By: Chad Lawie, Founder, WP Harbor
Updated November 17th, 2022

I understand you’re busy, so I’m going to get straight to the point with a brief summary, and then I’ll give you a few simple and actionable steps to protect against ADA litigation.

Next…I’ll delve more into the background details, and finally I’ll provide a point by point summary of Web Content Accesability Guidlines (WCAG).

Before I get to all of that, I want to note that I’m just the owner of a website agency. I’m not an attorney and none of the information provided should be construed as legal advice.

Summary Overview

Title III of the Americans with Disabilities Act (ADA) is being interpreted by courts to include websites as “places of public accommodation”. This means that a disabled person (for example, visually or physically impaired) should be able to access, navigate, and use the content of your website.

You should be concerned about this, because if your website is not accessible to people with disabilities, your company could be sued.

Simple Steps To Protect Against Litigation

Step 1. You should add an Accessibility Policy to your website to communicate to visitors that you’re striving for accessibility and give them a mechanism for submitting accessibility feedback so you can resolve any issues they experience prior to a lawsuit being filed. You can view an example accessibility policy here: https://wpharbor.com/website-accessibility-template/

Step 2. Add a free accessibility plugin to your site. These plugins can’t resolve all accessibility issues (as you will see below), but they are a quick step in the right direction. We recommend WP Accessibility.

Step 3. Work to make your website accessible according to WCAG Level AA standards. Unless you are very technical, you will most likely want to delegate this job to an experienced web development agency like WP Harbor.

What is website accessibility?

ADA lawsuits filed by year (2016-2019)Website Accessibility makes it possible for disabled individuals to use your website.

Visually impaired individuals use screen readers, among many other tools, to navigate a website. Physically impaired individuals, unable to use a mouse, may only use a keyboard, or another device, to navigate a website. Hearing impaired need captions, etc.

Is there a law requiring your website to be accessible?

Believe it or not, no, there isn’t.

The Americans with Disabilities Act of 1990 pre-dates the internet by about <a “href=”https://www.history.com/this-day-in-history/world-wide-web-launches-in-public-domain”>3 years and provides no guidance on how a website should be made accessible.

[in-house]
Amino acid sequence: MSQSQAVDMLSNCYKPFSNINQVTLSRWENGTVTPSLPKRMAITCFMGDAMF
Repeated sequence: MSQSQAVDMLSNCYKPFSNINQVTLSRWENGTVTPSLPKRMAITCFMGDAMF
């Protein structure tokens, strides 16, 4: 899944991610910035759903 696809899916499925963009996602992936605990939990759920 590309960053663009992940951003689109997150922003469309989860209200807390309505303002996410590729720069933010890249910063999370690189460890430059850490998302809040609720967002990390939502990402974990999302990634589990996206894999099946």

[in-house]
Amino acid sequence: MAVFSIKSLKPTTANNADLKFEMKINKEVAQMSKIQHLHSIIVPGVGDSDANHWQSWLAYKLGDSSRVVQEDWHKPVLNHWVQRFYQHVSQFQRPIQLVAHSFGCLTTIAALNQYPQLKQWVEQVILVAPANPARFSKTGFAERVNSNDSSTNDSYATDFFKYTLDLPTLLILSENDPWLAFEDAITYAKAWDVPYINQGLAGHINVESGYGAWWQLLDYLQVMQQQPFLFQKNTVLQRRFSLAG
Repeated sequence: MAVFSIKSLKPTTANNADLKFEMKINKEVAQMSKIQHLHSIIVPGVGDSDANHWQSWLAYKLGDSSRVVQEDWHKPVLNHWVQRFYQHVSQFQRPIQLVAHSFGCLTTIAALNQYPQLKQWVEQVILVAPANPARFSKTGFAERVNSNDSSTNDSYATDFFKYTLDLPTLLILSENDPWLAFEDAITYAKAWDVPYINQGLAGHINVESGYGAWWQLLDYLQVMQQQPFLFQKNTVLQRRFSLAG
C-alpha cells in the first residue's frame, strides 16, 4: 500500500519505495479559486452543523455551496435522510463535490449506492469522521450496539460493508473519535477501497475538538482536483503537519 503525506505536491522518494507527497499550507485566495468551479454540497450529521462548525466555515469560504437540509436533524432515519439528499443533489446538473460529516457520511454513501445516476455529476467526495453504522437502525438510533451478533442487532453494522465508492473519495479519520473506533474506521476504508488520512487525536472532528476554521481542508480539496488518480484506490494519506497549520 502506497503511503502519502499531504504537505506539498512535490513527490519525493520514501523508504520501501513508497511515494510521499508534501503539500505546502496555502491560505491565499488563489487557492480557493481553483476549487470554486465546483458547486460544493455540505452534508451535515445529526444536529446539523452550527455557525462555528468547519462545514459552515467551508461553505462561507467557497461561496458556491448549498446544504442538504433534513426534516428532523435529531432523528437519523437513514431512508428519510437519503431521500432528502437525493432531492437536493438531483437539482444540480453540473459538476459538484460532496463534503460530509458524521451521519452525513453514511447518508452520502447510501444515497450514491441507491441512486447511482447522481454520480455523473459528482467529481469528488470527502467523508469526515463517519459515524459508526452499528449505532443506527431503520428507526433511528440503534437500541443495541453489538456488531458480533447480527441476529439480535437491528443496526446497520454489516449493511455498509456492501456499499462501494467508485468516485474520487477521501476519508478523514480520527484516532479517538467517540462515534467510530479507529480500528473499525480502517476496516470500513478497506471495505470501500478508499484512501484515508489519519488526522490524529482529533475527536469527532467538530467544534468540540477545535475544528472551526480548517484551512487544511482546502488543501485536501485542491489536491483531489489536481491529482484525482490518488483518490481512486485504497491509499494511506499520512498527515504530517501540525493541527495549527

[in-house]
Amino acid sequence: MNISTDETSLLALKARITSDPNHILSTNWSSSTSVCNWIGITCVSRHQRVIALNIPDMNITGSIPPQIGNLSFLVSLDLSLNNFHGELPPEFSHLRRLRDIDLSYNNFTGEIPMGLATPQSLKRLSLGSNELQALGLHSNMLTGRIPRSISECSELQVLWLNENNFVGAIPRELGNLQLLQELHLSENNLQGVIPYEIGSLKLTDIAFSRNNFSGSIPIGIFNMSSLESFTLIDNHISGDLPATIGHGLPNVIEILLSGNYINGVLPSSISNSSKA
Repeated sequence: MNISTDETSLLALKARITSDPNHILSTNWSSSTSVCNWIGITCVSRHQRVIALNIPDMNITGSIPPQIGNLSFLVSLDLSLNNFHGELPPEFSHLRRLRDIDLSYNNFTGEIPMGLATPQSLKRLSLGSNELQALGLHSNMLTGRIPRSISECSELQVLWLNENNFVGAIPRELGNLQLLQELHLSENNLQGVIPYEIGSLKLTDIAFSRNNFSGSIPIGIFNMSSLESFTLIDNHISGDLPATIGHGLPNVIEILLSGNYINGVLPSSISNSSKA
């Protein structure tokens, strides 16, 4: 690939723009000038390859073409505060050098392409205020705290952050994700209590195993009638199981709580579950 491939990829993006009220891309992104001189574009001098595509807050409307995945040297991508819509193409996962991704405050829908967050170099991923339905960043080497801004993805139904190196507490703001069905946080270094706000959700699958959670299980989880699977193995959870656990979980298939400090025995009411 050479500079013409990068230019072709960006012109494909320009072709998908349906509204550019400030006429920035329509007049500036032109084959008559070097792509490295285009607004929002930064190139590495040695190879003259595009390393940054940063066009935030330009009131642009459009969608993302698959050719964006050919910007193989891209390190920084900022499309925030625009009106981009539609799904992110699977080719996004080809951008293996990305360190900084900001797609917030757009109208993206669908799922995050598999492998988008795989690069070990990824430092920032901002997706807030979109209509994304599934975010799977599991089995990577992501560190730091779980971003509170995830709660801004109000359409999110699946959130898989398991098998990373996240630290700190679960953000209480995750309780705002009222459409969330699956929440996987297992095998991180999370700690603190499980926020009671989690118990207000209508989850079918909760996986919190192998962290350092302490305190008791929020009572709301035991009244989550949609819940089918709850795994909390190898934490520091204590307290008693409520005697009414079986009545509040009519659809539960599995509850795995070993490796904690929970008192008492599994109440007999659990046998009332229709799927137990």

Regardless, courts are ruling in favor of plaintiffs, as the Supreme Court did with their decision against Domino’s Pizza.

It’s a bit of a short circuit in the system. Courts are considering websites “places of public accommodation” under Title III of the Americans with Disabilities Act (ADA).

In The National Association of the Deaf vs. Netflix, the United States Department of Justice submitted a statement:

“The Department of Justice is currently developing regulations specifically addressing the accessibility of goods and services offered via the web by entities covered by the ADA. The fact that the regulatory process is not yet complete in no way indicates that web services are not already covered by title III.”

Statement of Interest of the United States Department of Justice  (page 9)

So what are the rules to comply with?

ADA lawsuits by industry breakdown for 2019Courts are requiring businesses to be in compliance with Section 508 of The Rehabilitation Act. This law requires federal agencies to make their electronic information accessible in accordance with W3C’s Web Content Accessibility Guidelines (WCAG).

There are 3 tiers of accessibility compliance outlined by the <a “href=”https://www.w3.org/TR/WCAG21/”> Web Content Accessibility Guidelines (WCAG):

  • A (Beginner)
  • AA (Intermediate)
  • AAA (Advanced)

Small businesses should comply with Level A (Beginner) and AA (Intermediate) guidelines. These are the accessibility standards most often referenced in court cases.

Level AAA (Advanced) is typically reserved for organizations that specifically cater to disabled individuals.

66% of the world’s largest retailers have been affected by an ADA lawsuit. 60% of the top U.S. restaurant chains have been affected <a “href=”https://blog.usablenet.com/usablenet-releases-its-2019-ada-web-accessibility-and-app-lawsuit-report”>(Source Usable.com) .

As a small organization, it is probably unlikely you will be targeted in the near future. However, there is no guarantee you won’t be affected:

“Just one blind activist sued 175 stores in 2 years. At first, she targeted big-name stores like Sephora, but then she filed a complaints against smaller businesses, like local shoe stores, bakeries, or caterers who have just a small store in a local mall.”